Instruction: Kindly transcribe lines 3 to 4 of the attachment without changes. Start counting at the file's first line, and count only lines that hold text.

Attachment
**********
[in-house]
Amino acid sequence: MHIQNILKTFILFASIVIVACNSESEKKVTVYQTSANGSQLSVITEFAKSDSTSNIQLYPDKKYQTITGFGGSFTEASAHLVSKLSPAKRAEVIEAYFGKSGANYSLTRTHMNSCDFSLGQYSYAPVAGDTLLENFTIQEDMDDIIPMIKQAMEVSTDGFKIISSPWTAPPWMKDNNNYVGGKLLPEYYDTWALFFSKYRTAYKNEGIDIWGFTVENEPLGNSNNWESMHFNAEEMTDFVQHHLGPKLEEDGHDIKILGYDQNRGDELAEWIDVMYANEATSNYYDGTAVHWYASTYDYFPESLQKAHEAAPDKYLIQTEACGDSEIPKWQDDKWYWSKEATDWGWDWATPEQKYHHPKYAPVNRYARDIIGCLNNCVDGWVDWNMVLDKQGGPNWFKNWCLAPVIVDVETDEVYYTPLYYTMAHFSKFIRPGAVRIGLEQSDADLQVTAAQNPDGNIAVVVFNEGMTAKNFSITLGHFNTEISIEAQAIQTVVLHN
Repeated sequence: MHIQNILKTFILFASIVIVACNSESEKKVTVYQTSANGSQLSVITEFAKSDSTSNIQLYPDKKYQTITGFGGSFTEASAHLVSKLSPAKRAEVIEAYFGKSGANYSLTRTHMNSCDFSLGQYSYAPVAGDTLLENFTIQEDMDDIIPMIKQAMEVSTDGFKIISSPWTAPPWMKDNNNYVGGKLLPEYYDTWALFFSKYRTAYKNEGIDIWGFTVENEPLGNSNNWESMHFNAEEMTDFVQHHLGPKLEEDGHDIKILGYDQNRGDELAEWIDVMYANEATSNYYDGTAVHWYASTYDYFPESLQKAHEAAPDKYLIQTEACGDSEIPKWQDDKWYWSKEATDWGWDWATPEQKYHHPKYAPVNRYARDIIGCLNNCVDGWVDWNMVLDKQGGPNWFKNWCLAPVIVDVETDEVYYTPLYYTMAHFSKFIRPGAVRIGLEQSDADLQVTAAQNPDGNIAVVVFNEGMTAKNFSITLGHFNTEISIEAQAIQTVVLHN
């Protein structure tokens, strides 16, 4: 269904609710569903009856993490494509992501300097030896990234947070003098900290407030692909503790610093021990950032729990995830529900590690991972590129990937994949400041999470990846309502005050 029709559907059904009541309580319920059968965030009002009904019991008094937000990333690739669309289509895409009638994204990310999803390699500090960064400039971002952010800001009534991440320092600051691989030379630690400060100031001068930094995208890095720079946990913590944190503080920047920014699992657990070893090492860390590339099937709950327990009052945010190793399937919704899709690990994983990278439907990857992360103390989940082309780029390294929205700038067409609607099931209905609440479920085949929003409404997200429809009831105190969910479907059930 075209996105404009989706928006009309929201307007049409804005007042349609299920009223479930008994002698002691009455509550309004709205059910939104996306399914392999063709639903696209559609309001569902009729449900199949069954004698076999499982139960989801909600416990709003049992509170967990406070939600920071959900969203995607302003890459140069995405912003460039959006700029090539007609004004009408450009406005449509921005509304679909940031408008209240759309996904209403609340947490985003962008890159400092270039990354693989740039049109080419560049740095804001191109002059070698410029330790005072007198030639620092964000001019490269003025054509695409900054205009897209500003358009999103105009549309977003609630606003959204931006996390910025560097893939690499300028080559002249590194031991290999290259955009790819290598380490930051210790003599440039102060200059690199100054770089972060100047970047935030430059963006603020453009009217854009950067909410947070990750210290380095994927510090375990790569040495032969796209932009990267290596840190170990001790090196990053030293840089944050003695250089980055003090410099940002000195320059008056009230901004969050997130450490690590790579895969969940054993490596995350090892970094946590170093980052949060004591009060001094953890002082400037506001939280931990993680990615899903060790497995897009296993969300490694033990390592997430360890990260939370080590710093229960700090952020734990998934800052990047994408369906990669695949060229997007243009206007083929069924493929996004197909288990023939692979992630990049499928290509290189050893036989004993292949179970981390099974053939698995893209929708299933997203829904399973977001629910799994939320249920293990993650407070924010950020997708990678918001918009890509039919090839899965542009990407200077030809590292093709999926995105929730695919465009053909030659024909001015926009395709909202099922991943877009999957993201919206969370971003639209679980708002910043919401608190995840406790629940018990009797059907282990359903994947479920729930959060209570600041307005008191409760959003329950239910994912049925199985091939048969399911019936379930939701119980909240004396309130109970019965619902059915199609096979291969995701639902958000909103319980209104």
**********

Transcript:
Repeated sequence: MHIQNILKTFILFASIVIVACNSESEKKVTVYQTSANGSQLSVITEFAKSDSTSNIQLYPDKKYQTITGFGGSFTEASAHLVSKLSPAKRAEVIEAYFGKSGANYSLTRTHMNSCDFSLGQYSYAPVAGDTLLENFTIQEDMDDIIPMIKQAMEVSTDGFKIISSPWTAPPWMKDNNNYVGGKLLPEYYDTWALFFSKYRTAYKNEGIDIWGFTVENEPLGNSNNWESMHFNAEEMTDFVQHHLGPKLEEDGHDIKILGYDQNRGDELAEWIDVMYANEATSNYYDGTAVHWYASTYDYFPESLQKAHEAAPDKYLIQTEACGDSEIPKWQDDKWYWSKEATDWGWDWATPEQKYHHPKYAPVNRYARDIIGCLNNCVDGWVDWNMVLDKQGGPNWFKNWCLAPVIVDVETDEVYYTPLYYTMAHFSKFIRPGAVRIGLEQSDADLQVTAAQNPDGNIAVVVFNEGMTAKNFSITLGHFNTEISIEAQAIQTVVLHN
């Protein structure tokens, strides 16, 4: 269904609710569903009856993490494509992501300097030896990234947070003098900290407030692909503790610093021990950032729990995830529900590690991972590129990937994949400041999470990846309502005050 029709559907059904009541309580319920059968965030009002009904019991008094937000990333690739669309289509895409009638994204990310999803390699500090960064400039971002952010800001009534991440320092600051691989030379630690400060100031001068930094995208890095720079946990913590944190503080920047920014699992657990070893090492860390590339099937709950327990009052945010190793399937919704899709690990994983990278439907990857992360103390989940082309780029390294929205700038067409609607099931209905609440479920085949929003409404997200429809009831105190969910479907059930 075209996105404009989706928006009309929201307007049409804005007042349609299920009223479930008994002698002691009455509550309004709205059910939104996306399914392999063709639903696209559609309001569902009729449900199949069954004698076999499982139960989801909600416990709003049992509170967990406070939600920071959900969203995607302003890459140069995405912003460039959006700029090539007609004004009408450009406005449509921005509304679909940031408008209240759309996904209403609340947490985003962008890159400092270039990354693989740039049109080419560049740095804001191109002059070698410029330790005072007198030639620092964000001019490269003025054509695409900054205009897209500003358009999103105009549309977003609630606003959204931006996390910025560097893939690499300028080559002249590194031991290999290259955009790819290598380490930051210790003599440039102060200059690199100054770089972060100047970047935030430059963006603020453009009217854009950067909410947070990750210290380095994927510090375990790569040495032969796209932009990267290596840190170990001790090196990053030293840089944050003695250089980055003090410099940002000195320059008056009230901004969050997130450490690590790579895969969940054993490596995350090892970094946590170093980052949060004591009060001094953890002082400037506001939280931990993680990615899903060790497995897009296993969300490694033990390592997430360890990260939370080590710093229960700090952020734990998934800052990047994408369906990669695949060229997007243009206007083929069924493929996004197909288990023939692979992630990049499928290509290189050893036989004993292949179970981390099974053939698995893209929708299933997203829904399973977001629910799994939320249920293990993650407070924010950020997708990678918001918009890509039919090839899965542009990407200077030809590292093709999926995105929730695919465009053909030659024909001015926009395709909202099922991943877009999957993201919206969370971003639209679980708002910043919401608190995840406790629940018990009797059907282990359903994947479920729930959060209570600041307005008191409760959003329950239910994912049925199985091939048969399911019936379930939701119980909240004396309130109970019965619902059915199609096979291969995701639902958000909103319980209104």